Looking for any help or information, about buying a campervan in Australia. We are travelling from UK.
My friend and i have recently bought a campervan, we are just going through the process of changing the owners name. We have a full UK drivers licence and also an international licence. The registration of the van is valid until 2012. The previous owners purchased the van from the auto barn and have now sold it onto us. It is registered in Queensland and we bought this in Perth. We would like to know if you would be able to give us any more information which we will need to do with our van. eg. tax, registrations, insurance etc
What steps do you need to go through? when we look up information on the internet its talking about inspections, immobilisers and costing a lot of money. would anyone be able to give us any advice?
The people we have bought it from didnt seem to have any of this, we are not sure as we dont want to be breaking any laws as we are on a working visa.
any help will be great thanks
This is a subject I am also interested in as I intend on buying a van when I get out there. I have done a bit of research and found this site to be very helpfull as it gives loads of info about exactly what is needed and also sells vans.
KingsCross Car Market
There is also another thread like this that might help you here.
Buying cars to travel Australia has always been a complete pain as there are no national regulations that don't vary from state to state. In theory the car has to be registered in the state in which you are ordinarily 'resident', which works fine for the general population, but travellers aren't resident anywhere so fall into a bit of a black hole!
In practice the authorities are reasonably lenient if you can show you are genuinely on the move, and problems would only arise if you are stopped by the police, get a speed camera fine, or when you go to resell or renew registration.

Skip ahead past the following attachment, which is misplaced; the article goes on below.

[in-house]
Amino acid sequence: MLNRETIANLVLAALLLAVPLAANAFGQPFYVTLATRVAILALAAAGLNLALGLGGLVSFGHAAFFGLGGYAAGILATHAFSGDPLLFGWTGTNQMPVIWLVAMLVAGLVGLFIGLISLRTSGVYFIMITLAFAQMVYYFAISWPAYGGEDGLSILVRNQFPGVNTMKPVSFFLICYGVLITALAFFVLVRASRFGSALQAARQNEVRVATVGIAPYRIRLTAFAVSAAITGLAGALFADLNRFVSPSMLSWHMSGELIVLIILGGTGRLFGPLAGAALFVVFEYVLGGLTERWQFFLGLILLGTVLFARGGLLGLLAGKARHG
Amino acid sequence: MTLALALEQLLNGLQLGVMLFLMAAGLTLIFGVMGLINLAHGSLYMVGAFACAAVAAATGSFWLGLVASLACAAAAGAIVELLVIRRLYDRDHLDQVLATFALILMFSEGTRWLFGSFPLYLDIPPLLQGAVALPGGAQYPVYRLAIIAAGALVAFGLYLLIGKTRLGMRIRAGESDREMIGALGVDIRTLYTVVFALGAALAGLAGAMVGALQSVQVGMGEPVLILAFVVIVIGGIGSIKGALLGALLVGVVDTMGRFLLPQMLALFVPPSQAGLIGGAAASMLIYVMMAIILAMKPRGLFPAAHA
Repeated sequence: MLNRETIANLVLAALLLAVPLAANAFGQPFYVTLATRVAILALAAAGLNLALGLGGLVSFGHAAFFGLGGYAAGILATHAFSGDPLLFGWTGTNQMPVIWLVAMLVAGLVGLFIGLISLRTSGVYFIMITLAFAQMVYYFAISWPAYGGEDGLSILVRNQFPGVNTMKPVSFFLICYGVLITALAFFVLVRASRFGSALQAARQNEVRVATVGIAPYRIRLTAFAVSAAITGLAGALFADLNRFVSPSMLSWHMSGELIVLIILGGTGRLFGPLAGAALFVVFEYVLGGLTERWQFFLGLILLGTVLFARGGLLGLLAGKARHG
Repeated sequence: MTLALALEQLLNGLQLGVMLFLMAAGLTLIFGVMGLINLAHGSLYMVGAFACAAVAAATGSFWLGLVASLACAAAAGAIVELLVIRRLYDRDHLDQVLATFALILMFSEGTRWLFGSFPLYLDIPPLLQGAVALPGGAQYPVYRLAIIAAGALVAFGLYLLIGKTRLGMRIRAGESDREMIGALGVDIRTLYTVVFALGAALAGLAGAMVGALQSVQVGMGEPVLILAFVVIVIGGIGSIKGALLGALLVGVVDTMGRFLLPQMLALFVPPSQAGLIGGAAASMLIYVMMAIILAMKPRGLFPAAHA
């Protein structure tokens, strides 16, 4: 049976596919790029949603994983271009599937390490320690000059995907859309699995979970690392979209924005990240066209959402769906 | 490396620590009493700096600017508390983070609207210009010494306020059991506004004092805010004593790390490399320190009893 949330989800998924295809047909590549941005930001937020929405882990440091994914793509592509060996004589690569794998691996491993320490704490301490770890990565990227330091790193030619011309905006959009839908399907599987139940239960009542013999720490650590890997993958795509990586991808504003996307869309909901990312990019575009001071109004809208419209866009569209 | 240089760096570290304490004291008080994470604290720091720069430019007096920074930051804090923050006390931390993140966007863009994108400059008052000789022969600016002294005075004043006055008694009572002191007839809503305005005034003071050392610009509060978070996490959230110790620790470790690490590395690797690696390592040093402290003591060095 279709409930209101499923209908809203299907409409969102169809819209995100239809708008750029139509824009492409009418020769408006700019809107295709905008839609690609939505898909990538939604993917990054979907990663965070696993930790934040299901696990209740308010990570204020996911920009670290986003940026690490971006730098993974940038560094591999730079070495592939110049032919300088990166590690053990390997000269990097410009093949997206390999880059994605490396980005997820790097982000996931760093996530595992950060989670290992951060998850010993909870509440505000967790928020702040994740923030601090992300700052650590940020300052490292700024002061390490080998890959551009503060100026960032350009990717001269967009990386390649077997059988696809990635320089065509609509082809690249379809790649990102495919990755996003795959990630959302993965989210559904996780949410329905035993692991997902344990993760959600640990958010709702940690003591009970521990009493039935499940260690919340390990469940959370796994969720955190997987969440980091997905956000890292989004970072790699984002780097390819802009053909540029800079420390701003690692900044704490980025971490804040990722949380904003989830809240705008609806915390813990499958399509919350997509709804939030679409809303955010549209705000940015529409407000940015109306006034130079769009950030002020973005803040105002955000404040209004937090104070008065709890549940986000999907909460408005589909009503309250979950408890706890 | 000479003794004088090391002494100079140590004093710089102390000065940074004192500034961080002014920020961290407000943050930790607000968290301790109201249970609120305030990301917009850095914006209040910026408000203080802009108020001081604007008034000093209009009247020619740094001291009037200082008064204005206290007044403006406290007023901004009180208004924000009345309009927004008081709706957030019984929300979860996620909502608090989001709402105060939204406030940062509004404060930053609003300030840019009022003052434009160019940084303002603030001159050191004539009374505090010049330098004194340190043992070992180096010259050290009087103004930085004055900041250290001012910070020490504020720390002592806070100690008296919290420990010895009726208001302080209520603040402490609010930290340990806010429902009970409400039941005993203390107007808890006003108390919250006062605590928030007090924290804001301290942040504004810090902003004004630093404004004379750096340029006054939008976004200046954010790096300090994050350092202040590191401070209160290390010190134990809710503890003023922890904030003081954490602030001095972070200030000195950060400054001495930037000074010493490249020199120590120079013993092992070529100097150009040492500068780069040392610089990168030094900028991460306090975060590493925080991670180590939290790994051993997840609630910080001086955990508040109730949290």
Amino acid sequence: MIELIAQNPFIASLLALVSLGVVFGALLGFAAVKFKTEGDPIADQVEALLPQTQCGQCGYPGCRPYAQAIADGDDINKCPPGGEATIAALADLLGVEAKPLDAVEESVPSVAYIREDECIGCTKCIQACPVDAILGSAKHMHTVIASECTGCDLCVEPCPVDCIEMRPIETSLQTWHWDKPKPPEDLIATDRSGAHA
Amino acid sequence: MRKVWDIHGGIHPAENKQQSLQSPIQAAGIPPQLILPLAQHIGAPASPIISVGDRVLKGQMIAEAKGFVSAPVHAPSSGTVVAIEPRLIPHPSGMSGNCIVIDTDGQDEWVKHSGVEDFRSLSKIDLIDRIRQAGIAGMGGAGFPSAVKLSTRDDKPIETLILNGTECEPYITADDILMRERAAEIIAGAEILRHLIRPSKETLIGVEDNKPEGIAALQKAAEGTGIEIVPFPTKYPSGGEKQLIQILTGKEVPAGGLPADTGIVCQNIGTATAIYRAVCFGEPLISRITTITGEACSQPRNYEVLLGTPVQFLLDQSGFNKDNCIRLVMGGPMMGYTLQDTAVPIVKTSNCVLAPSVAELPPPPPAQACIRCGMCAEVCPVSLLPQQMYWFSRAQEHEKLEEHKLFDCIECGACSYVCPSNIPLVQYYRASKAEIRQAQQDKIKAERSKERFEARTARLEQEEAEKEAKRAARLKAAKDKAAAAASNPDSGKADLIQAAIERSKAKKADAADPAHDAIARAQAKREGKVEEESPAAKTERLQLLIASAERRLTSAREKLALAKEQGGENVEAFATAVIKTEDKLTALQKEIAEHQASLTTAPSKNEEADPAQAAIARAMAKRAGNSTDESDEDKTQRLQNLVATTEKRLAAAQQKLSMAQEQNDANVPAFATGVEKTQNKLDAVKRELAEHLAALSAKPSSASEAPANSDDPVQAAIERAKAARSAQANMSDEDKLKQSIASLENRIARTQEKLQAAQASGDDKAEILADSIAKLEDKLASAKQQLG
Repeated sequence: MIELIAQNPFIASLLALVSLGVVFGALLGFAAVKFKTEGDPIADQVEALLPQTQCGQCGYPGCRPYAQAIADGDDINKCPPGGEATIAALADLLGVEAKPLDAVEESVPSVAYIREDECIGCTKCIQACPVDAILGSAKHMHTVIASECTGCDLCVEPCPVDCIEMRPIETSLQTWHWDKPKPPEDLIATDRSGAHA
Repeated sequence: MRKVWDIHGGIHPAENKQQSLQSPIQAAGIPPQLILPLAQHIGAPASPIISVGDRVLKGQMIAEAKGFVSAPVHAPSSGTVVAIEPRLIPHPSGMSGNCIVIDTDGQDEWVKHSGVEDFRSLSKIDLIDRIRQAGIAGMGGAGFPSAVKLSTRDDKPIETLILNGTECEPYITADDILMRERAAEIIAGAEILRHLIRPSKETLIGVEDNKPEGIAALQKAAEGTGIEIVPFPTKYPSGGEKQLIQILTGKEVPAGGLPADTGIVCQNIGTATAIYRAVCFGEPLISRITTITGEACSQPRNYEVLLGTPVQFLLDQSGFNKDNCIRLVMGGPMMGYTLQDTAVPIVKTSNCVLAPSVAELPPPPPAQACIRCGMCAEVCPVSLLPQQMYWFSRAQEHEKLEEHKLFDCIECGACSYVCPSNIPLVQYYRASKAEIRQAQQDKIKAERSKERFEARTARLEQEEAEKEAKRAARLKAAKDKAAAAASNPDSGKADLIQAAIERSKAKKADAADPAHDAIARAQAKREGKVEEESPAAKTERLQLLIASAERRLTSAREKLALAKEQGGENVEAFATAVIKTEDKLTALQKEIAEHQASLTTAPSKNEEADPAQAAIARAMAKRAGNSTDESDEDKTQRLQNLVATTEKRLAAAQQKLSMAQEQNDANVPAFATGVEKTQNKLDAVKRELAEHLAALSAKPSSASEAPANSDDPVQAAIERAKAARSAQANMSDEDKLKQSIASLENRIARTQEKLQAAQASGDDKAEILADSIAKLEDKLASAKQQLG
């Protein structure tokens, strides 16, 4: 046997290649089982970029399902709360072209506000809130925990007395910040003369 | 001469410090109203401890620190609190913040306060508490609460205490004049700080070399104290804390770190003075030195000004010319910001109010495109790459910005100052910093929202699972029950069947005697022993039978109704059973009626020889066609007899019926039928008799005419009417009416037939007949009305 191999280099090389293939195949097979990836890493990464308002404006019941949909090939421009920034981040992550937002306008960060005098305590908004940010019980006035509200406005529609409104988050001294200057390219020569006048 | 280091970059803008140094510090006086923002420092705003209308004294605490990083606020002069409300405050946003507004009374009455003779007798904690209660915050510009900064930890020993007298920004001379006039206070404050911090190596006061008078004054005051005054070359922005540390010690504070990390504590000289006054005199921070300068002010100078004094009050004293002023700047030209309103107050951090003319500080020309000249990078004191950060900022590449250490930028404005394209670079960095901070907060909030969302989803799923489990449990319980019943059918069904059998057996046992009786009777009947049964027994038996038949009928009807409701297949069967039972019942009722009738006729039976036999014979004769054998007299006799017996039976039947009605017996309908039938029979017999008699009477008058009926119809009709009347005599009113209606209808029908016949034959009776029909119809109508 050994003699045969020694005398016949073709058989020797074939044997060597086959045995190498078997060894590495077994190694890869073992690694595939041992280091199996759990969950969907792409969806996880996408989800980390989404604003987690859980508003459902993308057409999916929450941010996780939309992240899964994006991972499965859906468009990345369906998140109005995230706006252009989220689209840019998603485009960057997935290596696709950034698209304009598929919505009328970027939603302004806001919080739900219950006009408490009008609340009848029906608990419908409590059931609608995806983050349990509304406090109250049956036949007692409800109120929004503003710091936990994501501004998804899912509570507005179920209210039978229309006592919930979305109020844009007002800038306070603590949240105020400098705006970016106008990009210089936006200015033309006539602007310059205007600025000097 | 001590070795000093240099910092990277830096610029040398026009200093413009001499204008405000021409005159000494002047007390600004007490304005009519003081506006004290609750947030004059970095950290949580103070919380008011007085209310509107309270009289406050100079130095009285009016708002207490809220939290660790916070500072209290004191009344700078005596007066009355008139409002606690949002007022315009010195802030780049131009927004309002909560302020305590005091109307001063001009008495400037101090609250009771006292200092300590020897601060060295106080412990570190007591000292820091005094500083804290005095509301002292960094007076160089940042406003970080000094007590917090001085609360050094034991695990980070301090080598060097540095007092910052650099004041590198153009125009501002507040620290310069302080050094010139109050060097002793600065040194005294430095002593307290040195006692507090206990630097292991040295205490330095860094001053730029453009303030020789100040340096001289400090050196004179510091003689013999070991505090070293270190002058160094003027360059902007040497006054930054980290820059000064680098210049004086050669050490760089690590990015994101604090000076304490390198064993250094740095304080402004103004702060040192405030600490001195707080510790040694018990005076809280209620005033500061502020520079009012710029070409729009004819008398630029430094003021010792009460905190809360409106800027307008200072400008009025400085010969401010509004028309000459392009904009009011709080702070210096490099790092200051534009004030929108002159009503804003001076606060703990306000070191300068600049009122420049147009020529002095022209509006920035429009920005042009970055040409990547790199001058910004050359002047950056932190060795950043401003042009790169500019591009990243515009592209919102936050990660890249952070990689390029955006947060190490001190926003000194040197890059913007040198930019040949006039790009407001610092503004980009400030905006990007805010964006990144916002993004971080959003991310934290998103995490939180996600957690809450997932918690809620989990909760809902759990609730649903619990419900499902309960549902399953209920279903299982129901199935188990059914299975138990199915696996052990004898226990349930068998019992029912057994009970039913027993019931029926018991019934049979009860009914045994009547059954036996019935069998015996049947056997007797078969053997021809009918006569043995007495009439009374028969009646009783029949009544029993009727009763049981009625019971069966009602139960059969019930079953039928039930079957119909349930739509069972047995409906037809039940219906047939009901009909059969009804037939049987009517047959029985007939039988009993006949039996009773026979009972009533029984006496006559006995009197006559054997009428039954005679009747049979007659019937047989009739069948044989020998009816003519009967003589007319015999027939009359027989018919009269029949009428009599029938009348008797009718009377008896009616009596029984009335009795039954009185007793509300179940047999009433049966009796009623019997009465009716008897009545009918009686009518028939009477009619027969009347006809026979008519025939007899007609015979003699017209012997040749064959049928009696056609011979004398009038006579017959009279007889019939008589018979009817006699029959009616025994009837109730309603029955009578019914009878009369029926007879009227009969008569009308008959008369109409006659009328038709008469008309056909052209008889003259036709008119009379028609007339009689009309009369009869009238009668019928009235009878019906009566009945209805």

Basically if any of the above happen you're meant to be able to show you have a permanent address in the state to which the car is registered, where fines/documents etc will be sent.
It's a little easier than it used to be, as these days you can renew registration online; your sticker will still have to be sent to a Qld address though(and theoretically should be displayed on the windscreen as soon as it's current). In practice even if you don't stick it on, the authorities can check on-line and get an instant report that you've at least paid it (we were stopped and let off for an out of date sticker in the middle of the northern territory when they double checked we'd paid and we explained we hadn't been home in a while!)
Speed camera fines are a total pain as notification is by mail only (not too handy if your 'home address' is fictitious!) and you'll accumulate late fines for non-payment as you go along! I've pointed out the complete lack of logic in this arrangement to Queensland Transport before for those on the move. Their helpful response was that I should notify them of a new change of address in writing every night wherever I set up camp! Despite pointing out I'd have moved on again by the time they got it did, they refused to deviate from this twisted logic. Maybe best just to drive slow to avoid the problem (or just leave the country before they catch up with you!)
Basically if at all possible it's best to buy and sell the car and renew registration while in the same state in which it is registered. If you can do that, it's easy. If not there'll be hassles! Car's regitered in WA have always been popular as there are much less of these hassles than elsewhere.
Andy & Debbie are right but you need to know that it is actually a fine-able offence i) if you don't display a registration sticker; ii) if you display an out of date registration sticker and iii) if you display more than one registration sticker. That said, I have been caught twice for not having an up-to-date sticker displayed (I had been too lazy to remove the old one and put the new one on) and was only given a warning to get it fixed up.